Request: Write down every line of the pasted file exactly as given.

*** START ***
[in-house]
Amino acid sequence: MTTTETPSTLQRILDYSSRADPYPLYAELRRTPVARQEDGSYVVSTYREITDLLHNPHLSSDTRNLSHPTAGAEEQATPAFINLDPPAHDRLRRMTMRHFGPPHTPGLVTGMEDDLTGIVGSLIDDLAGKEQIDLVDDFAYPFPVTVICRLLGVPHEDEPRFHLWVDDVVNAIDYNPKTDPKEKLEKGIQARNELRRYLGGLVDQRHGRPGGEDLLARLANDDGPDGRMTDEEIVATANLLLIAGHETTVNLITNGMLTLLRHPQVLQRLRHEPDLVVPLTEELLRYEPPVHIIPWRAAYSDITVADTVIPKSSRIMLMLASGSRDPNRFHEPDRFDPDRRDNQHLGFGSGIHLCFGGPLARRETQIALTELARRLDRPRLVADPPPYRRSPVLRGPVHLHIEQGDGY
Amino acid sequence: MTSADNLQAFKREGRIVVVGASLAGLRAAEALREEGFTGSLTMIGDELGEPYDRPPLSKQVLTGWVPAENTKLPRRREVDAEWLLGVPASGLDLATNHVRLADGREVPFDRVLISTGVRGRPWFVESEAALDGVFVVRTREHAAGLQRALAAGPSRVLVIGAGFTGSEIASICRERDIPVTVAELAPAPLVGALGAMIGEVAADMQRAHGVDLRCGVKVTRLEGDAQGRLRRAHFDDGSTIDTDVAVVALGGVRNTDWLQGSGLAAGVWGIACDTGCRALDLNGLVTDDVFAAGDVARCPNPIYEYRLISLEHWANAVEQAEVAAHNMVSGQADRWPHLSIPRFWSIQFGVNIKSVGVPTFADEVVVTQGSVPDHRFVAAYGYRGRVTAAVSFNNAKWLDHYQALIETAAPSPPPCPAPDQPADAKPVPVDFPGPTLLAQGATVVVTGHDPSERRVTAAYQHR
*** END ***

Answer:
[in-house]
Amino acid sequence: MTTTETPSTLQRILDYSSRADPYPLYAELRRTPVARQEDGSYVVSTYREITDLLHNPHLSSDTRNLSHPTAGAEEQATPAFINLDPPAHDRLRRMTMRHFGPPHTPGLVTGMEDDLTGIVGSLIDDLAGKEQIDLVDDFAYPFPVTVICRLLGVPHEDEPRFHLWVDDVVNAIDYNPKTDPKEKLEKGIQARNELRRYLGGLVDQRHGRPGGEDLLARLANDDGPDGRMTDEEIVATANLLLIAGHETTVNLITNGMLTLLRHPQVLQRLRHEPDLVVPLTEELLRYEPPVHIIPWRAAYSDITVADTVIPKSSRIMLMLASGSRDPNRFHEPDRFDPDRRDNQHLGFGSGIHLCFGGPLARRETQIALTELARRLDRPRLVADPPPYRRSPVLRGPVHLHIEQGDGY
Amino acid sequence: MTSADNLQAFKREGRIVVVGASLAGLRAAEALREEGFTGSLTMIGDELGEPYDRPPLSKQVLTGWVPAENTKLPRRREVDAEWLLGVPASGLDLATNHVRLADGREVPFDRVLISTGVRGRPWFVESEAALDGVFVVRTREHAAGLQRALAAGPSRVLVIGAGFTGSEIASICRERDIPVTVAELAPAPLVGALGAMIGEVAADMQRAHGVDLRCGVKVTRLEGDAQGRLRRAHFDDGSTIDTDVAVVALGGVRNTDWLQGSGLAAGVWGIACDTGCRALDLNGLVTDDVFAAGDVARCPNPIYEYRLISLEHWANAVEQAEVAAHNMVSGQADRWPHLSIPRFWSIQFGVNIKSVGVPTFADEVVVTQGSVPDHRFVAAYGYRGRVTAAVSFNNAKWLDHYQALIETAAPSPPPCPAPDQPADAKPVPVDFPGPTLLAQGATVVVTGHDPSERRVTAAYQHR